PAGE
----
The author of The Tenth Muse talks about writing about women intellectuals, Korean myths, and writing against Western narrative conventions.
The arc of a story, or so we are taught, follows a hero through rise, climax, and fall. Years ago, Catherine Chung heard a different theory—a suggestion that this approach to narrative was a rather male way of thinking—and has been playing with alternative structures ever since. For her enthralling second novel The Tenth Muse (Ecco Press), about the life of a brilliant woman mathematician, Chung looked to other models for inspiration: the looping way women often tell each other stories, as well as the Buddhist worldview of the folktales her Korean parents told her.
In a little cafe on the Upper West Side, just before our city went into lockdown, I had the chance to sit with Catherine and talk to her about story structure, and all its exciting possibilities.
Pik-Shuen Fung: In an interview you did with The Rumpus last year, you talked about how you wanted to write away from the Western Judeo-Christian tradition—that you were inspired by the stories your Korean Buddhist parents told you. Could you say more about the difference between these two traditions of storytelling? How did you go about doing this in The Tenth Muse?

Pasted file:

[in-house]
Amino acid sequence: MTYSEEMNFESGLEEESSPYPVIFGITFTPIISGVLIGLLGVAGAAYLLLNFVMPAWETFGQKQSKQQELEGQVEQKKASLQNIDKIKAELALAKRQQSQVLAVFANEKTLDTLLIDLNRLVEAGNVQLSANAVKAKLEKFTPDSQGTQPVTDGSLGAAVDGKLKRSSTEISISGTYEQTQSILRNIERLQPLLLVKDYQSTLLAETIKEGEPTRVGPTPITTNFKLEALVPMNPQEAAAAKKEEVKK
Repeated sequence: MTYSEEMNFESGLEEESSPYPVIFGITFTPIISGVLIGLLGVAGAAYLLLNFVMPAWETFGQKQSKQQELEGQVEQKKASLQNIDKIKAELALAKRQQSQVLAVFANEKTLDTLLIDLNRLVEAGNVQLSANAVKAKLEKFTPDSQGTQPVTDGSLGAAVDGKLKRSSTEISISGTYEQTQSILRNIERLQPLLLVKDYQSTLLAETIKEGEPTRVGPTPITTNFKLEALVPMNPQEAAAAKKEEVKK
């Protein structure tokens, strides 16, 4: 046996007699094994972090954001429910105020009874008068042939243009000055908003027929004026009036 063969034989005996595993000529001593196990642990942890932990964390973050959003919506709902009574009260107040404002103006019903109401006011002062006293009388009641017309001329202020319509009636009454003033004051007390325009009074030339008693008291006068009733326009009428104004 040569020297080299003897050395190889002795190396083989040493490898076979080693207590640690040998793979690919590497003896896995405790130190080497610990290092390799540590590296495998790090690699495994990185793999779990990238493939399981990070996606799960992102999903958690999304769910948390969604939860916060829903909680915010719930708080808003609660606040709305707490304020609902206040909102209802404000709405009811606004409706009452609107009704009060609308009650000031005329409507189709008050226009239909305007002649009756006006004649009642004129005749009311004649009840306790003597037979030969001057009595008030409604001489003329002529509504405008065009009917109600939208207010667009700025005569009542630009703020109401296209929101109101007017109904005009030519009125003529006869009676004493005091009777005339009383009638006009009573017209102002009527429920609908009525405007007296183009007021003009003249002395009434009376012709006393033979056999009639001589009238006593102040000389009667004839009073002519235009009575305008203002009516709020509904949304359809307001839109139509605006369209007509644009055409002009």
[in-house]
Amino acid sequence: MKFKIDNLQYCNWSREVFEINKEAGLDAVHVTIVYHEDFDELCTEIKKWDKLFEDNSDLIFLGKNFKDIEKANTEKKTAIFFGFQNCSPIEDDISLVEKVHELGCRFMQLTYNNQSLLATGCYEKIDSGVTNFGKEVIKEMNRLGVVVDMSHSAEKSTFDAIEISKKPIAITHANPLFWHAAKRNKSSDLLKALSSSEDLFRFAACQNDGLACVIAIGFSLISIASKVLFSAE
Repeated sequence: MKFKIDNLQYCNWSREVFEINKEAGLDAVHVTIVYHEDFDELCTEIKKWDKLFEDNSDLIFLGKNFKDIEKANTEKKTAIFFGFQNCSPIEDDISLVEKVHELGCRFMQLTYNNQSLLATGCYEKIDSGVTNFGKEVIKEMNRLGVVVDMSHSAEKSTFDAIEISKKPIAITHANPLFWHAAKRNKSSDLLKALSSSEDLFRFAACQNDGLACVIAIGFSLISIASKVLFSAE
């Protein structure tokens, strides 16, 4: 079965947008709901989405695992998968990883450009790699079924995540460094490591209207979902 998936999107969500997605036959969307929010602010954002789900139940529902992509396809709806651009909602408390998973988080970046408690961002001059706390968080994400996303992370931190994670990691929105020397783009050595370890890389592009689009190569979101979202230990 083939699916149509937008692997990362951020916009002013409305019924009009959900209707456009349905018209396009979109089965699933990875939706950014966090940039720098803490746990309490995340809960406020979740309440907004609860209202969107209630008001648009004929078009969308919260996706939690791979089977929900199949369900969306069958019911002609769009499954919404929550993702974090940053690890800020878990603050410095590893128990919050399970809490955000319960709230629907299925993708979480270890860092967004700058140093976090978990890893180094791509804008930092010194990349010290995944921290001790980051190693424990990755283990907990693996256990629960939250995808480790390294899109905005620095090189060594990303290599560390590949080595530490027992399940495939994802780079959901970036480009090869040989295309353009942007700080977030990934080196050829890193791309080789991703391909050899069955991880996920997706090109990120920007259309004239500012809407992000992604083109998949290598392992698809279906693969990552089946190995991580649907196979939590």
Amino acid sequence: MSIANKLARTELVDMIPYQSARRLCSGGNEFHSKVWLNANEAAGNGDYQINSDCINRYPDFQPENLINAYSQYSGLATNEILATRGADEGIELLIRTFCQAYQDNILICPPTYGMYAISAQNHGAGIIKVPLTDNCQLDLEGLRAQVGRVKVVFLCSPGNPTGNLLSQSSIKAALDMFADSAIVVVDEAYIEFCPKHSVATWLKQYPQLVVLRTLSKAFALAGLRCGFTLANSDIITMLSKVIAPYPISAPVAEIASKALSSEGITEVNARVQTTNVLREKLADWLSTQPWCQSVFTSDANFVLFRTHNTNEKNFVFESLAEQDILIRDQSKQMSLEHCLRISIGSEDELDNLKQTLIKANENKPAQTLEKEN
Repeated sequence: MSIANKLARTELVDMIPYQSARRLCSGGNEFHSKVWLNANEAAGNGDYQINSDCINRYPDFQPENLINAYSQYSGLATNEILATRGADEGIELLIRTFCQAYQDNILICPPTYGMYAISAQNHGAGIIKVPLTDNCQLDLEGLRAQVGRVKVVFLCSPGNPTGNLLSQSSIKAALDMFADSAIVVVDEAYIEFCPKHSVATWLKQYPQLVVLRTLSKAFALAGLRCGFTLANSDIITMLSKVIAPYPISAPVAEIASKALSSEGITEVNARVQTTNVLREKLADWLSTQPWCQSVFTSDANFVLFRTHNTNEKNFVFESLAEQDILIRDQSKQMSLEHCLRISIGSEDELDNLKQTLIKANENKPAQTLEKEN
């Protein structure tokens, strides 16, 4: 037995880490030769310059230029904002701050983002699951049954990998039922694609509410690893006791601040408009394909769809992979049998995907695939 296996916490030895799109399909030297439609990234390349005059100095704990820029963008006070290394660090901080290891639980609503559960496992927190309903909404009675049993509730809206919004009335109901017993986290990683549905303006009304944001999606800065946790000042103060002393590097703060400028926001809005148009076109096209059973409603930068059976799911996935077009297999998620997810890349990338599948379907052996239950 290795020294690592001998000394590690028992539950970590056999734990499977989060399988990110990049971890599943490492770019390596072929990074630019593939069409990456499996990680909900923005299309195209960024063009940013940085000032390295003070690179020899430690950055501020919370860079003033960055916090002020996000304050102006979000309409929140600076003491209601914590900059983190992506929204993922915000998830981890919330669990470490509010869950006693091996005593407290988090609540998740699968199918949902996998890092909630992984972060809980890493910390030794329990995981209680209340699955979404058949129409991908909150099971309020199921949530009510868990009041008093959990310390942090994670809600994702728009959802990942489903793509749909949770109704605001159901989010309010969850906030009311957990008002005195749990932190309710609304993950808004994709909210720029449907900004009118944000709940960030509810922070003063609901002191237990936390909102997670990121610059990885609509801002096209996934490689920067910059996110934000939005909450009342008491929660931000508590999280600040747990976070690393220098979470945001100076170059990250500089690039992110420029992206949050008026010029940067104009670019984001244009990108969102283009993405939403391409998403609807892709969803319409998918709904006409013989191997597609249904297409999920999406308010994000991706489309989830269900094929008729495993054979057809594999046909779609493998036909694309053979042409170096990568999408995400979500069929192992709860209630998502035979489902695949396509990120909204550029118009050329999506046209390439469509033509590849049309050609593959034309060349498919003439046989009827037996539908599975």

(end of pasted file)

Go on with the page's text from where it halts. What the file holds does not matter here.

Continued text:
Catherine Chung: As a writer, I’ve always felt constrained in some ways by the expectation that I would conform to the kinds of stories I read in school or later in workshop, which were so different from the kinds of stories I was told at home, or even the Korean dramas my mother watched on television. There were ways in which those stories didn’t make room for the story I was living in, or the stories I came from. I’ve felt that constraint since I was a child, and didn’t want to yield to it in my writing.
I wanted to be able to include the stories I grew up with but to tell them from the point of view of somebody who is an American citizen who has spent her whole life in America. I wanted to be able to include the entirety of my perspective, which has often felt at odds with itself.
In workshop, I was taught that one thing to avoid was sentimentality. Another was coincidence. I think those are very Western, maybe very American storytelling conventions. The Korean folktales, stories, and dramas I grew up with were full of sentiment and full of coincidence. And it makes sense to me that they would be. Because when you come from a culture that traditionally values familial connections and duty above all else, then yes, those stories are going to be full of feeling between parents and children and siblings: love, regret, grief. And when you come from a country that has a history as turbulent as Korea’s, one that includes occupation, famine, war, extreme poverty, and a staggering economic rise—well, coincidence might play a much bigger part in your life.